Environmental health professionals study how people interact with their environment in order to understand how the environment may positively or negatively affect human health. Knowledge of exposure to chemical, physical or biological and accompanying consequences is then used to modify practices (human or natural) to improve health and well-being.
Toxicologists - study individual man-made and natural chemicals and the effect of these agents on living systems in an effort to understand the mechanism of action of these chemicals on disruption of normal function within living organisms.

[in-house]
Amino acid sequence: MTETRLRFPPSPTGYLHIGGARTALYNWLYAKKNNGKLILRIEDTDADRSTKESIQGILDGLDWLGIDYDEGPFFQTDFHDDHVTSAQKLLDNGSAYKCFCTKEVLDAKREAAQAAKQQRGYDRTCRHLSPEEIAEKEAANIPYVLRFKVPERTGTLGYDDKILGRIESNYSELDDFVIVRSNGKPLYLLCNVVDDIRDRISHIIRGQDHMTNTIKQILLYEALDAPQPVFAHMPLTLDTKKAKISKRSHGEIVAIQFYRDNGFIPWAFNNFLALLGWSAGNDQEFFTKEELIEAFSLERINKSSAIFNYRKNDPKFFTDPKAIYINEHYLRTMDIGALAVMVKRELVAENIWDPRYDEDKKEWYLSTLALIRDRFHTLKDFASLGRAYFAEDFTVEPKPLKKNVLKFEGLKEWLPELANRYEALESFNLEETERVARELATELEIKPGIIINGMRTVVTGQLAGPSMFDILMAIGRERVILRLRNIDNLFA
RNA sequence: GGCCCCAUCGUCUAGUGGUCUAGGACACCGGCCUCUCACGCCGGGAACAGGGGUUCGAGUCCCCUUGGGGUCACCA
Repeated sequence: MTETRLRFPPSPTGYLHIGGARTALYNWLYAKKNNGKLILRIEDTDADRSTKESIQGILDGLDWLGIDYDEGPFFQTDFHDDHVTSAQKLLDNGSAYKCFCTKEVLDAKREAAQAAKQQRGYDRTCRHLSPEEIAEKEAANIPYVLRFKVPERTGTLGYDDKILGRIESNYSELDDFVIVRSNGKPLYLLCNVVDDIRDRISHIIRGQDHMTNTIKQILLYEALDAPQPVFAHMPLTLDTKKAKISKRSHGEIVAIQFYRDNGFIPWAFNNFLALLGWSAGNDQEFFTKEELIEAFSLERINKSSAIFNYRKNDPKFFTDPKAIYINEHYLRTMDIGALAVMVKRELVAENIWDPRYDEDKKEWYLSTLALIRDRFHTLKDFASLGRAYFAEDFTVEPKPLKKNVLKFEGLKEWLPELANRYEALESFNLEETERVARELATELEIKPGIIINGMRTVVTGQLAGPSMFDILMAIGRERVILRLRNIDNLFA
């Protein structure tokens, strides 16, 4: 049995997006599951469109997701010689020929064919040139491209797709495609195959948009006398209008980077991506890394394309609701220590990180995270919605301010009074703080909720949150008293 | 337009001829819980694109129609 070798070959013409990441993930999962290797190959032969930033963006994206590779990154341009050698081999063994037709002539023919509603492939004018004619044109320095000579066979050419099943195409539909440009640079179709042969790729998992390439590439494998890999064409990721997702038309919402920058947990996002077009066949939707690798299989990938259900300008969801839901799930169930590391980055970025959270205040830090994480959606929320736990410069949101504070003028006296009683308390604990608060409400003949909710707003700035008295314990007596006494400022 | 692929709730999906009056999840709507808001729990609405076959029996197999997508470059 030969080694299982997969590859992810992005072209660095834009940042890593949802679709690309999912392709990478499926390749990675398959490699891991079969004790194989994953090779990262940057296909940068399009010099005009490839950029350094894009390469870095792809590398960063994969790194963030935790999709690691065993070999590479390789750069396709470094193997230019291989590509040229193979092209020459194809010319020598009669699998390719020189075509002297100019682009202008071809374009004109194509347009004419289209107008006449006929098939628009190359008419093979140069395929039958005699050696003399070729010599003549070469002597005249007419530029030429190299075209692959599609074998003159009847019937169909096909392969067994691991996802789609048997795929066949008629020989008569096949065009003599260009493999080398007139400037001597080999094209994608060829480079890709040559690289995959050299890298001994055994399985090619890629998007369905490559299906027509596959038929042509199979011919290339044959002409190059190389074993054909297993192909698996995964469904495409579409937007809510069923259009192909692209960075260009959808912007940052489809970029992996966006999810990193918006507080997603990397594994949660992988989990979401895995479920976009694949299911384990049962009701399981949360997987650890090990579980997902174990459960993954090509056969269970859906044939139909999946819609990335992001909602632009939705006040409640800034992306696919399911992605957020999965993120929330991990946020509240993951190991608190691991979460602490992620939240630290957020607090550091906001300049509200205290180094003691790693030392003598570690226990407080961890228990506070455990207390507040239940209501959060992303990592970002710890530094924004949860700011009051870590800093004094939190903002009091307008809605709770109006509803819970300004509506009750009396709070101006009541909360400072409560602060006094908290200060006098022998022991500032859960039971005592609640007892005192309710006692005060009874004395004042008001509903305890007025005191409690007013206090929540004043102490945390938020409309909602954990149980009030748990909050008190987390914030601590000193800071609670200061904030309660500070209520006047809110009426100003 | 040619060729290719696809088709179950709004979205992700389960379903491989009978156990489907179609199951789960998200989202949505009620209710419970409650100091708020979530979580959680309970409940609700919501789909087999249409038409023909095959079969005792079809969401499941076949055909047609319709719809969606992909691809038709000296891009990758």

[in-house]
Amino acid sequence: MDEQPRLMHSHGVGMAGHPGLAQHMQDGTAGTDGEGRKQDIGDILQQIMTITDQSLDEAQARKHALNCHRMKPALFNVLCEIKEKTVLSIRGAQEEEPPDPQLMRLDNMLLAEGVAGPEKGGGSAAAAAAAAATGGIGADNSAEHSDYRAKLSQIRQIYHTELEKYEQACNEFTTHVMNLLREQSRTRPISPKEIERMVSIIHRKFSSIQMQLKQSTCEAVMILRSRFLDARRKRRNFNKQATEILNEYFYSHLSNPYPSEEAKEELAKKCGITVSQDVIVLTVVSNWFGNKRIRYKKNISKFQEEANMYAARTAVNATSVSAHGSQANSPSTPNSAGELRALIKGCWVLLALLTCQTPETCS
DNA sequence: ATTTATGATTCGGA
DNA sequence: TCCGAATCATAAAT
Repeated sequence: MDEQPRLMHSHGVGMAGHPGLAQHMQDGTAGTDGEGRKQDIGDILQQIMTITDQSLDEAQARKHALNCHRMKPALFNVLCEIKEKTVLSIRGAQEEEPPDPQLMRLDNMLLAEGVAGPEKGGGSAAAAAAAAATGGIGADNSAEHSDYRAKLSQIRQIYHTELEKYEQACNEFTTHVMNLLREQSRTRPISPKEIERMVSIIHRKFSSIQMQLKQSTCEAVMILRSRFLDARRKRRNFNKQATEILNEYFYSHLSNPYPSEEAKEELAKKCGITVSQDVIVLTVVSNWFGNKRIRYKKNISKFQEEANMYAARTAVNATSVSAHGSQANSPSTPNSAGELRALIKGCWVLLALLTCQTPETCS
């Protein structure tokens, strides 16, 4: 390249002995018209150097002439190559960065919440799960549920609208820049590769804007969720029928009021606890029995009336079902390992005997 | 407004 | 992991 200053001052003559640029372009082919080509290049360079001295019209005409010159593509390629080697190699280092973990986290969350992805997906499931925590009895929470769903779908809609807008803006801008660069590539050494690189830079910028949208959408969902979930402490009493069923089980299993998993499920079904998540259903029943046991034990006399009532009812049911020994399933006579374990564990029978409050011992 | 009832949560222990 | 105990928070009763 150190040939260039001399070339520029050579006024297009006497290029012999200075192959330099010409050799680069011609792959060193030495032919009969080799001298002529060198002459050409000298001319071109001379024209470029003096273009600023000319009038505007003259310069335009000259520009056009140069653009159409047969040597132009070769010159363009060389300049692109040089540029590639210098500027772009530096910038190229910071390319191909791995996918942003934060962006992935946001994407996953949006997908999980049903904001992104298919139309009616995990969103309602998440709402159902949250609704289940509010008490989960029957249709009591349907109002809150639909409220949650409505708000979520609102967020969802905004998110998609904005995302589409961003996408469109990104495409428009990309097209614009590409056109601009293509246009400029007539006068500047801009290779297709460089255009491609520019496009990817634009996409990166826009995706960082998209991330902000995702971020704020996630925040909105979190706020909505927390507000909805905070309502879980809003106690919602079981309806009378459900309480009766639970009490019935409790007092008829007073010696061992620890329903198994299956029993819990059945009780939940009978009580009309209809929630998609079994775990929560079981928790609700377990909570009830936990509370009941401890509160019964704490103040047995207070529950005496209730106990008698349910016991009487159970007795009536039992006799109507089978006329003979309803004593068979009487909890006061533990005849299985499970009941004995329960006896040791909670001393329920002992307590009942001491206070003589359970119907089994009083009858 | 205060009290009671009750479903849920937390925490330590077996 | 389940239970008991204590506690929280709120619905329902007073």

Epidemiologists - study factors that relate to disease causation and how disease occurs in human populations.
Air and water pollution specialists - study the anthropogenic (man-made) items that we introduce into the atmosphere and water courses in an effort to understand how to control the wastes produced and to design more sustainable practices.
Hazardous and solid waste specialists - study the production and disposal methods for everything from paper and food wastes to industrial chemicals and household cleaners.
Health educators – develop and disseminate new and better means to educate people on the need to modify their own actions for their health and the health of their environment.